Dealership Association Challenges Tesla's Move into Virginia
June 27, 2017—A judge has ruled that the Virginia Automobile Dealers Association has legal standing to challenge a Virginia Department of Motor Vehicles decision allowing electric car maker Tesla Motors Inc. to open a company-owned dealership in the Richmond region, according to the Richmond Times-Dispatch.
After an hourlong hearing on Monday, Richmond Circuit Court Judge Gregory L. Rupe ruled that the dealers association is indeed an “aggrieved party” that can legally appeal to the circuit court to challenge a decision made in December by Virginia DMV Commissioner Richard D. Holcomb to grant Tesla’s application for a new dealership.
Tesla is already outfitting a store in western Henrico County. The company plans to open the store, located in a former furniture store, this summer, a spokesman said.
Rupe’s ruling does not affect whether the store can open, but it does allow the dealer group’s challenge to proceed to further court hearings.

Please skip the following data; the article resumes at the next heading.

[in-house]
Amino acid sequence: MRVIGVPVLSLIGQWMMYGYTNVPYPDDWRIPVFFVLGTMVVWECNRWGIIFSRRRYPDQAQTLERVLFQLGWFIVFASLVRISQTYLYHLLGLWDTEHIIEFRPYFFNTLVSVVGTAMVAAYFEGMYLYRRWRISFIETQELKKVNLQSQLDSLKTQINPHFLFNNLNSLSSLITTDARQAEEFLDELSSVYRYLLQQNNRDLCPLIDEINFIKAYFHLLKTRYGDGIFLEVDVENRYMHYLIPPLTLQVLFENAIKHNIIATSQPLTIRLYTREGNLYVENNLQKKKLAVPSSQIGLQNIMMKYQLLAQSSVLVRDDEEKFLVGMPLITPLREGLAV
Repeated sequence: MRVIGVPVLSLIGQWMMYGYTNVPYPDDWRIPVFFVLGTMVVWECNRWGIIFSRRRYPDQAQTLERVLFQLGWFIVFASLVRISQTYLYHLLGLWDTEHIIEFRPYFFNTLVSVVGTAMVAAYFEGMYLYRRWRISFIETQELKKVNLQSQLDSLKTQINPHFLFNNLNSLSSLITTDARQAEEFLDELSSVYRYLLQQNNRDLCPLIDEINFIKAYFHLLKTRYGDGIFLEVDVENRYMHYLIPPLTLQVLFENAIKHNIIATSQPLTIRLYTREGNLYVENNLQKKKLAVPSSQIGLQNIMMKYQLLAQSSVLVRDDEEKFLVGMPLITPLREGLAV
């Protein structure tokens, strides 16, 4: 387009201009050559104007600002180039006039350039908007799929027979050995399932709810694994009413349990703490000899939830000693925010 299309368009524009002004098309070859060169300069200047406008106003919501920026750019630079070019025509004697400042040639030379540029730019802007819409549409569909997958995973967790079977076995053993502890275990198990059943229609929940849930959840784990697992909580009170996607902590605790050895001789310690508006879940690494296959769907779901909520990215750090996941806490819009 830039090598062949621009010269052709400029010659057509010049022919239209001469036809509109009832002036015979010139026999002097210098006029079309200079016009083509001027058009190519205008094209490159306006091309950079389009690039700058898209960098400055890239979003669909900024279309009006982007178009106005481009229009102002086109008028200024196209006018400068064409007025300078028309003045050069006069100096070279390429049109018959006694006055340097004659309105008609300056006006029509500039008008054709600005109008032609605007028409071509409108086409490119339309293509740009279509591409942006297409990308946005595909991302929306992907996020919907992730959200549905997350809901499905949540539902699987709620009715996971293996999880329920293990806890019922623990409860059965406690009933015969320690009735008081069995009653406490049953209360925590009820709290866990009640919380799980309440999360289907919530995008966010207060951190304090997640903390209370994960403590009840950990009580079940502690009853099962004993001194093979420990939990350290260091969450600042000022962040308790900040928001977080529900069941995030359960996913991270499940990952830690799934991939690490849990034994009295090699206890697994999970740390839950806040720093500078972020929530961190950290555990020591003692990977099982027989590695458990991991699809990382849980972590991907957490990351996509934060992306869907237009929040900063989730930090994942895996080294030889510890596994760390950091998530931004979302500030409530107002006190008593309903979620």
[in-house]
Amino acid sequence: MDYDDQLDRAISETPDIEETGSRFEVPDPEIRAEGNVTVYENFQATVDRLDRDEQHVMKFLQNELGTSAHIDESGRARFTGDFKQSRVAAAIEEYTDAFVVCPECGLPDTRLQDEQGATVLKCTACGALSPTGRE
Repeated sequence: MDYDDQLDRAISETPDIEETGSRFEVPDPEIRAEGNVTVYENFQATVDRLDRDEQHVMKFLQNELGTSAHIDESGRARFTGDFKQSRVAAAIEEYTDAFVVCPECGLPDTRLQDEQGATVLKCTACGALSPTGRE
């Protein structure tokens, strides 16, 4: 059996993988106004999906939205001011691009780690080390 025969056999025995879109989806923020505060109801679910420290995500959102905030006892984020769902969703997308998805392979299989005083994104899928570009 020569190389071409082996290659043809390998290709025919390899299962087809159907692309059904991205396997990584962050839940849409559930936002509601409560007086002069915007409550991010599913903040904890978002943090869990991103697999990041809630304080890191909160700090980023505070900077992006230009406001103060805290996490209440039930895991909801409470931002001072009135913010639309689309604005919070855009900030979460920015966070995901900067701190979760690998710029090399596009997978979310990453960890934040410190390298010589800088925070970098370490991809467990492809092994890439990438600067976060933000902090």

During the hearing, lawyers for Tesla and the Virginia Attorney General’s office argued that the dealers association lacked legal standing to appeal Holcomb’s decision because the trade group is not in the auto business itself and has no direct financial interest in the case. Rupe denied motions by Tesla and the DMV to dismiss the dealers association’s appeal on that basis.
The dealers association, which represents independent, franchise dealerships in the state, opposed the company’s application during a DMV administrative hearing last year. The dealers group argues that Tesla should be required to sell its cars through independent dealerships, as other automobile manufacturers do, under a state law that prohibits manufacturers from owning dealerships in most circumstances.